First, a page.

The Wampanoag Tribe of Gay Head (Aquinnah) received Federally Acknowledgement as an Indian Tribe in 1987, creating a government-to-government relationship with the U.S. federal government. Currently 1303 members are enrolled, of which 317 live on tribal lands in the Town of Aquinnah and the remainder live within the Tribe’s service area.
Location and Land Status
The Aquinnah Tribal Lands are located at the southwestern portion of Martha’s Vineyard, a 93 square mile island located six miles south of mainland Cape Cod, Massachusetts, and 80 miles directly south of Boston. The Tribe owns approximately 481 acres of land, including approximately 160 acres of private and 325 acres of common lands. See maps of Tribal Lands and Martha’s Vineyard at: (Natural Resource site hotlink)
The Aquinnah Wampanoag own tracts of their traditional homelands, including the famous Aquinnah Clay Cliffs, cranberry bogs, a herring run and some acreage that has been used for the development of the tribal neighborhood and a multi-purpose building. A majority of these tracts are held in Trust status by the United States Department of Interior on behalf of the Tribe, while a smaller portion of lands are held in Fee status by the Tribe itself.
Because of sensitivity to the area's wetlands and historical and archeological sites, only 98 acres of the Wampanoag land base is developable. Through the efforts of the Tribe, a land use master plan was developed in 1993 for the careful development and protection of tribal lands. Based on the land use plan the Tribe has constructed a multi-purpose community facility that provides space for public gatherings and social functions, as well as space for its government offices and programs (health services, human services, education, natural resources, economic development, trust services, historic preservation and planning), and has developed over 30 units of affordable housing. The Tribe owns and operates several businesses, including a shellfish hatchery and is in the process of constructing a large community center that will house a
Culture and History
The Wampanoag Tribe of Gay Head (Aquinnah) is one of several remaining tribes of the Wampanoag Nation. The Wampanoag Nation was comprised of over 60 tribes that resided in southeastern Massachusetts for thousands of years. The Nation occupied a territory that bordered on present day Boston to the north, extending west to Warren, Rhode Island, and south and east to the coast of Cape Cod, including Martha’s Vineyard (Noepe) and Nantucket Islands. The Aquinnah Wampanoag Tribe is located on the western end of Martha's Vineyard, within the Town of Aquinnah (formerly called the town of Gay Head). In recognition of the strong Indian presence in the town, The town changed its name to Aquinnah in 1998, meaning "end of the island", the traditional Wampanoag designation for the western part of the island.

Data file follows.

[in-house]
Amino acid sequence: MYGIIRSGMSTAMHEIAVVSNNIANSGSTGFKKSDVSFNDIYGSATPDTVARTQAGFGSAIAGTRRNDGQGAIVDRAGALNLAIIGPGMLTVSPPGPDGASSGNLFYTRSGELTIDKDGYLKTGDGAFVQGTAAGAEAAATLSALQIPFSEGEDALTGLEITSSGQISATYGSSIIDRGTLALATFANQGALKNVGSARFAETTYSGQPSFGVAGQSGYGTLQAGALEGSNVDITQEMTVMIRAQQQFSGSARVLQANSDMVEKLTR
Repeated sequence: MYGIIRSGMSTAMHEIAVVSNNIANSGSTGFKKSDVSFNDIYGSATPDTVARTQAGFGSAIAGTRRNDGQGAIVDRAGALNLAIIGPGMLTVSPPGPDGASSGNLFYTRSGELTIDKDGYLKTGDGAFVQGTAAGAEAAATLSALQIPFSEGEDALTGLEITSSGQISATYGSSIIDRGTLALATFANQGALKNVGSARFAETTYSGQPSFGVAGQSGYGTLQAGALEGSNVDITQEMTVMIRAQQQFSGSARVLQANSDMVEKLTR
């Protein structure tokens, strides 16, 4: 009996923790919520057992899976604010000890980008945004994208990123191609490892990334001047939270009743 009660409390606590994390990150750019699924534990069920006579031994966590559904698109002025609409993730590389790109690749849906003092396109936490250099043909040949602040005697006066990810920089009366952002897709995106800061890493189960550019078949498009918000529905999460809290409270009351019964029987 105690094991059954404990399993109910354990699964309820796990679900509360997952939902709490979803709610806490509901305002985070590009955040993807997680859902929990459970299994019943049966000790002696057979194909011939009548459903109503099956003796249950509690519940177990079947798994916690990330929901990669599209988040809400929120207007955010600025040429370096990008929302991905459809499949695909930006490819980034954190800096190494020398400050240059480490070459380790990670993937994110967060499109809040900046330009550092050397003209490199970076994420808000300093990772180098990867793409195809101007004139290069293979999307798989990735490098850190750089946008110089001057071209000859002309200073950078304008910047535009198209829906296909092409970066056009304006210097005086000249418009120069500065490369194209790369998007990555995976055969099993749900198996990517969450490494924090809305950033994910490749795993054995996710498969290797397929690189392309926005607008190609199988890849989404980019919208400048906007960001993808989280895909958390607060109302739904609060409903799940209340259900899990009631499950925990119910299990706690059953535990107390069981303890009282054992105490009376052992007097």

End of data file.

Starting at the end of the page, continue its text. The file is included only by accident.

The Aquinnah Wampanoag have remained on the island’s western peninsula, having minimal interaction with others following the arrival of the first European settlers on Martha's Vineyard (Noepe) in the early part of the 17th Century. The peninsula, once known to European seafarers as Gay Head for the multi-colored clay cliffs on its shores, was changed from an Indian District into a town by vote of the Massachusetts General Court in 1870. Since that time, the Aquinnah Wampanoag have remained very active in town government while maintaining a distinct tribal government as well. In 1987, the Tribe obtained federal acknowledgement by an act of the U.S. Congress (P.L. 100-95). A copy of Wampanoag Tribal Council of Gay Head, Inc., Indian Claims Settlement Act and the Final Determination for Federal Acknowledgement of the Wampanoag Tribal
Council of Gay Head, Inc. are available from the Planning Library.
The Aquinnah Wampanoag people continue to thrive on Martha's Vineyard, holding on to traditions and taking strides toward economic self-sufficiency. The Aquinnah Wampanoag continue to pass on their culture and knowledge to the younger generations through a rich oral tradition and also practice annual celebrations such as Cranberry Day Harvest in October, a Spring Social in April, and the performance of the "Legend of Moshup" pageant for the general public in July and August.
The Wampanoag Tribe of Gay Head (Aquinnah) is governed by a popularly elected Tribal Council. The eleven member Council is elected for three-year staggered terms and includes a Chairperson, Vice-chairperson, Secretary and Treasurer. In addition, the traditional positions of Chief and Medicine man are life-long Council members. Meetings are open to all tribal members.